Vaginal Medicine Administration
Vaginal medicine administration
Vaginal medicines are topical agents prepared specifically for insertion into a woman's vagina. They are compounded in the form of a cream, foam, gel, tablet, or suppository, and are absorbed through the vaginal mucousa. Vaginal medicine in the form of a cream, foam, gel, or tablet is administered using a specific applicator that is provided by the manufacturer. Suppositories have the medicine suspended in wax and are shaped like a small bullet. They are inserted into the vagina with the index finger. Vaginal medicines are most often administered at bedtime, as the reclined position enhances medication absorption.
Vaginal medicines are most commonly used to combat infection , inflammation, or dryness of the vaginal mucousa. Other types of vaginal medicines include spermicides (i.e., to prevent conception), chemotherapy (i.e., for cancer treatment), and aborticides (i.e., for inducing labor).
Vaginal tissue can be traumatized by the forceful use of applicators or fingernails during medicine administration, so medications should be introduced into the vagina gently. Patients should be encouraged to relax, as this will decrease resistance to the mode of insertion. One should not attempt to insert vaginal medication when a patient is confused and combative.
Medicine should not be delivered via the vagina if it is not labeled for vaginal use. Vaginal medicine should not be taken orally.
A female staff member must be present in the room when a male nurse administers a vaginal medication. The patient should be positioned on her back, with knees bent. Her legs should be drawn up toward the hips, and the heels should be flat on the bed. A sheet across the abdomen and upper legs, falling just over the knees, will decrease the patient's feeling of exposure. Directions for filling the applicator should followed. At this point, the patient should be advised to drop her knees apart. The nurse should wash his or her hands and put on disposable gloves. Using one hand, the nurse should spread the labia and expose the vaginal opening. If there is drainage or exudate, the nurse should cleanse the area with warm, soapy water, using cotton balls or a clean washcloth. The vaginal opening should be rinsed and allowed to air dry. A small amount of water-soluble lubricant should then be placed on the tip of the applicator or suppository, the labia spread, and the suppository or applicator tipped into the vaginal opening. The suppository or applicator should be moved gently down, toward the posterior (i.e., back) wall of the vagina, toward the spine 2–4 inches (5-10 cm), or until resistance is felt. The suppository or applicator should then be angled upward. When using an applicator to deliver cream or gel, the plunger should be gently pushed to deliver the medicine. The nurse should then remove his or her finger and/or the applicator from the vagina. The disposable latex gloves should be disposed of properly.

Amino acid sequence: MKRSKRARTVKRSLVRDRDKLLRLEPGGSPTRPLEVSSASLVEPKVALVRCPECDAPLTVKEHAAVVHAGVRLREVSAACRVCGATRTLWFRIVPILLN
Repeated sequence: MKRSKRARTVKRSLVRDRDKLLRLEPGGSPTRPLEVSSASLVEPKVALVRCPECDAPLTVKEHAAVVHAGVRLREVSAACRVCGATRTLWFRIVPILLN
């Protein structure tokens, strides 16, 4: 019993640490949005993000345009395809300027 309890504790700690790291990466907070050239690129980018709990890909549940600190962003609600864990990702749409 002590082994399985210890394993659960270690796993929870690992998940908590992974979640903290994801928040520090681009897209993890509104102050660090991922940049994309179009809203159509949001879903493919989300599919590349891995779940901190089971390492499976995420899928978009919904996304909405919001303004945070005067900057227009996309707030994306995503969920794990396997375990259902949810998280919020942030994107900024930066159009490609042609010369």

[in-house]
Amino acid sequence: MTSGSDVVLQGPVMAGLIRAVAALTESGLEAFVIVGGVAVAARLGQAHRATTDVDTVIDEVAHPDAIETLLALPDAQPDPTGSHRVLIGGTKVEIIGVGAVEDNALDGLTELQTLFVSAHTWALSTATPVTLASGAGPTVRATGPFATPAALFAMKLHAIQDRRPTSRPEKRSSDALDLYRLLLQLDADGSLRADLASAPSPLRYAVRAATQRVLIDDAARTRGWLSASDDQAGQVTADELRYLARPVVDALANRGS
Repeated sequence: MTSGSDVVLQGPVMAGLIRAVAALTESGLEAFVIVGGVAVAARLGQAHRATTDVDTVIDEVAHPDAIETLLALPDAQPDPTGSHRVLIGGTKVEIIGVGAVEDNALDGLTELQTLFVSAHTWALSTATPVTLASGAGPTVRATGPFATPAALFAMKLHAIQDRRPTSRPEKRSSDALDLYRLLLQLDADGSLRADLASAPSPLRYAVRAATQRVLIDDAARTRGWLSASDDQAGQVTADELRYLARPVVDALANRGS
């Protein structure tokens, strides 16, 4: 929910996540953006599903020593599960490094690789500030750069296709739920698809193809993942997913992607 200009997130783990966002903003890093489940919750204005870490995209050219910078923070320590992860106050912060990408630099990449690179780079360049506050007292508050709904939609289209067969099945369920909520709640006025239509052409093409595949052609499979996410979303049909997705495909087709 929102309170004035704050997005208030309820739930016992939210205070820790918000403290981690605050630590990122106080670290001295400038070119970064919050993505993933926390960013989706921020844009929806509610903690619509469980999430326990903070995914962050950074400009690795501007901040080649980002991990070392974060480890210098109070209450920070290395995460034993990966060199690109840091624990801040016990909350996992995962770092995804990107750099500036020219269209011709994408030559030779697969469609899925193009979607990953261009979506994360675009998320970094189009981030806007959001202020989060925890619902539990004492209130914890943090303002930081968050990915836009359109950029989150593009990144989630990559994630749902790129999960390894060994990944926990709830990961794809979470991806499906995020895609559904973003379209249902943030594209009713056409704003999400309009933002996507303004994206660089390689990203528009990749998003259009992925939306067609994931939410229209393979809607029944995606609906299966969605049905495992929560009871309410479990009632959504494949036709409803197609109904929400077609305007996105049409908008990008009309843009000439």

Before beginning to administer vaginal medicines, the door to the room should be closed to ensure privacy. (A female staff member must already be present if the nurse is a male.) The patient should empty her bladder just before administration. The nurse should check the medication label each time medicine is given; this will avoid medication errors. The medication must be checked to confirm that it is the right medicine, the right dose (i.e., strength), the right time, the right patient, and the right method of administration. The expiration date on the label should be checked; outdated medication should never be used. If the nurse has not yet put on disposable gloves, it should be done at this time. His or her hands should be washed, and gloves should be put on.